IN THE NEWS
Report: Consumer Will Benefit From HFC Policy – A new report on the Consumer Cost Impacts of U.S. Ratification of the Kigali Amendment from In Forum and JMS Consulting on behalf of the Air Conditioning, Heating and Refrigeration Institute (AHRI) and the Alliance for Responsible Atmospheric Policy (the Alliance) says that even with a new equipment cost increases, consumers should realize cost savings over the lifetime of the system as energy efficiency improvements and other manufacturing efficiencies are implemented. In this report AHRI and the Alliance have assessed historic experiences and projected cost impacts of two key user categories as a basis for predicting consumer costs of the Kigali amendment to the Montreal Protocol if it were ratified and implemented in the United States. Stephen Yurek, President & CEO of AHRI said the report should assuage any fears that the transition to lower-GWP refrigerants will in any way harm consumers. Yurek: “Refrigerants are a miniscule part of the overall cost of HVACR equipment, and the billions of dollars already invested by our industry has ensured that suitable replacements will be available when HFC refrigerants begin to be phased down. If we have done our jobs correctly – and we have – this transition will be seamless for, and unnoticed by, consumers, which has been our goal through this entire process.”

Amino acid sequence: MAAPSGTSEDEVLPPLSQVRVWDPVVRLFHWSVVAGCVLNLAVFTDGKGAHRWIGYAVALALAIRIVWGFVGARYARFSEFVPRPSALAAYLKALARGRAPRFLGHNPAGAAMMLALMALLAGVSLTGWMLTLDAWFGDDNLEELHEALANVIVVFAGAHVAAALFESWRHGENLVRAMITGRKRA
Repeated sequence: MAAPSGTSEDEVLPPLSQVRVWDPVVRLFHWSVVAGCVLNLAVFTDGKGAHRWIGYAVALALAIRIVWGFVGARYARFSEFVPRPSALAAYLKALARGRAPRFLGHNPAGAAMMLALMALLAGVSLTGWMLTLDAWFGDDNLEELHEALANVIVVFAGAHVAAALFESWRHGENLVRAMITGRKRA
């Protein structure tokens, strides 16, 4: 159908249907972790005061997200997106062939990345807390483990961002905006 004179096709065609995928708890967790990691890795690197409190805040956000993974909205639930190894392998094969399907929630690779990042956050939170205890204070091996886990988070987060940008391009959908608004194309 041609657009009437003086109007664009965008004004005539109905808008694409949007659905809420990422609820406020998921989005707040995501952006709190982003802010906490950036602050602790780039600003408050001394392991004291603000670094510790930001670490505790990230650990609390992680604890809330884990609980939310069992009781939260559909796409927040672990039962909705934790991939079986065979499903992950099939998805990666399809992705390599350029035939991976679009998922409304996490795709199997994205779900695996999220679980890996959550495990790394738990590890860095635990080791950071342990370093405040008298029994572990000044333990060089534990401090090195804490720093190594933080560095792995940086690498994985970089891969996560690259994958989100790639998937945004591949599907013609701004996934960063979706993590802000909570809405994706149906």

Air Liquide to Build First World Scale Liquid Hydrogen Production Plant in Western US – Air Liquide will build the first world scale liquid hydrogen production unit dedicated to the hydrogen energy markets, located in the Western U.S., and has signed a long-term agreement with FirstElement Fuel (FEF), a leader in retail hydrogen infrastructure in the U.S., to supply hydrogen to FEF’s retail liquid hydrogen fueling stations in California. These new commitments will serve the growing needs of the hydrogen mobility market in California and help enable and complement the deployment of hydrogen fuel cell electric vehicles and support the hydrogen merchant market across the state. Air Liquide expects to invest over 150 million US dollars to build a liquid hydrogen plant in the western United States, with construction to begin in early 2019. The plant will have a capacity of nearly 30 tons of hydrogen per day — an amount that can fuel 35,000 Fuel Cell Electric Vehicles (FCEVs). Through this investment, Air Liquide will enable the large-scale deployment of hydrogen mobility on the west coast, providing a reliable supply solution to fuel the 40,000 FCEVs expected to be deployed in the state of California by 2022. The plant will also support other fuel cell vehicle and transportation markets in the region, such as material handling and forklifts and heavy duty trucks. The new plant is the first large scale investment into the supply chain infrastructure needed to support hydrogen energy solutions for the energy transition, starting with transport and mobility. The pace of FCEV deployment has now reached a level requiring a growing scale of investment and is paving the way for the growth of zero emission mobility in other geographies.